How do i use comm to compare two sorted files in linux?



  • Man page for comm.

    comm two sorted files line by line.

    Typing the command without any options creates a three column output.

    • Column one contains lines unique to FILE1
    • Column two contains lines unique to FILE2
    • Column three contains lines common to both files.

    Sample files used.

    $ cat fileA
    Flying by the seat of my pants.
    Surfing by the seat of my pants.
    Rowing by the seat of my pants.
    
    $ cat fileB
    Flying by the seat of my pants.
    Surfing by the seat of my pants.
    Swimming by the seat of my pants.
    

    You can either sort the files before using the sort command or use sort on the command line and pass the input to comm.

    $ comm <(sort fileA) <(sort fileB)
    		Flying by the seat of my pants
    Rowing by the seat of my pants
    		Surfing by the seat of my pants
    

    Use options

    • -1 supress column 1 - print lines unique to fileA
    • -2 supress column 2 - print lines unique to fileB
    • -3 supress column 3 - print lines that appear in both fileA and fileB

    Think of it as the number you do not use, the other two number is what you get.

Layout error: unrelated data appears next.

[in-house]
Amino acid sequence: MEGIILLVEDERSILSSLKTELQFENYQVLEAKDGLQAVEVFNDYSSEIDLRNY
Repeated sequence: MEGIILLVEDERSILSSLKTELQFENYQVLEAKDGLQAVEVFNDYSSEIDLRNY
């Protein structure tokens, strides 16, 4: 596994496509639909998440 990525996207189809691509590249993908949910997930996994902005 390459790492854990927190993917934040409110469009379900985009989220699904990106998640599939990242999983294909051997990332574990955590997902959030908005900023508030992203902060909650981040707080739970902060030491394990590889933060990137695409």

Using -1 produces lines that are in both files and files unique to fileB

    $ comm -1 <(sort fileA) <(sort fileB)
    	Flying by the seat of my pants.
    	Surfing by the seat of my pants.
    Swimming by the seat of my pants.
    

    We suppressed column 1 and therefore we get lines that are in both fileA & fileB and
    lines that are only in fileB

    Another example, lines that appear in to both files.

    $ comm -12 <(sort fileA) <(sort fileB)
    Flying by the seat of my pants.
    Surfing by the seat of my pants.
    

    Lines that only appear in fileA.

    $ comm -23 <(sort fileA) <(sort fileB)
    Rowing by the seat of my pants.
    

    Lines that only appear in fileB.

    $ comm -13 <(sort fileA) <(sort fileB)
    Swimming by the seat of my pants.
    


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